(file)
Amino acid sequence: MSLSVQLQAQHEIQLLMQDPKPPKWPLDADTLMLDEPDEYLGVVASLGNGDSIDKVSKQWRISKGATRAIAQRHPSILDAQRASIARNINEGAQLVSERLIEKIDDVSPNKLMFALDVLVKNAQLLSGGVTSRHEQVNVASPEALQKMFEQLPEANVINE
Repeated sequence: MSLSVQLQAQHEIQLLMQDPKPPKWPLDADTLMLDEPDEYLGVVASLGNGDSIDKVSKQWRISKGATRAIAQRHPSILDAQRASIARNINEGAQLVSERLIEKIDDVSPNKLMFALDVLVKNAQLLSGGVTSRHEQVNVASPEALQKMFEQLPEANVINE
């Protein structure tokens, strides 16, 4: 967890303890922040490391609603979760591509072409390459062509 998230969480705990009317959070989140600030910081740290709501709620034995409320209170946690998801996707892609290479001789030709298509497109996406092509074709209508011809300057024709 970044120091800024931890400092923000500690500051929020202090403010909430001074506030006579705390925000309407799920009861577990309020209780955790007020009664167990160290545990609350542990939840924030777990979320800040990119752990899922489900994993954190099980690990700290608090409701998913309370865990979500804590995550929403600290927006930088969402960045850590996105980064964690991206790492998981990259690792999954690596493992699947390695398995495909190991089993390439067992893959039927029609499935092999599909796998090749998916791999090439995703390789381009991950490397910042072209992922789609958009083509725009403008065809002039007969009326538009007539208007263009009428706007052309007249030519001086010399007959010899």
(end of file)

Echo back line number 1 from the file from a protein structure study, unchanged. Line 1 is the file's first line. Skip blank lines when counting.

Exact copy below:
Amino acid sequence: MSLSVQLQAQHEIQLLMQDPKPPKWPLDADTLMLDEPDEYLGVVASLGNGDSIDKVSKQWRISKGATRAIAQRHPSILDAQRASIARNINEGAQLVSERLIEKIDDVSPNKLMFALDVLVKNAQLLSGGVTSRHEQVNVASPEALQKMFEQLPEANVINE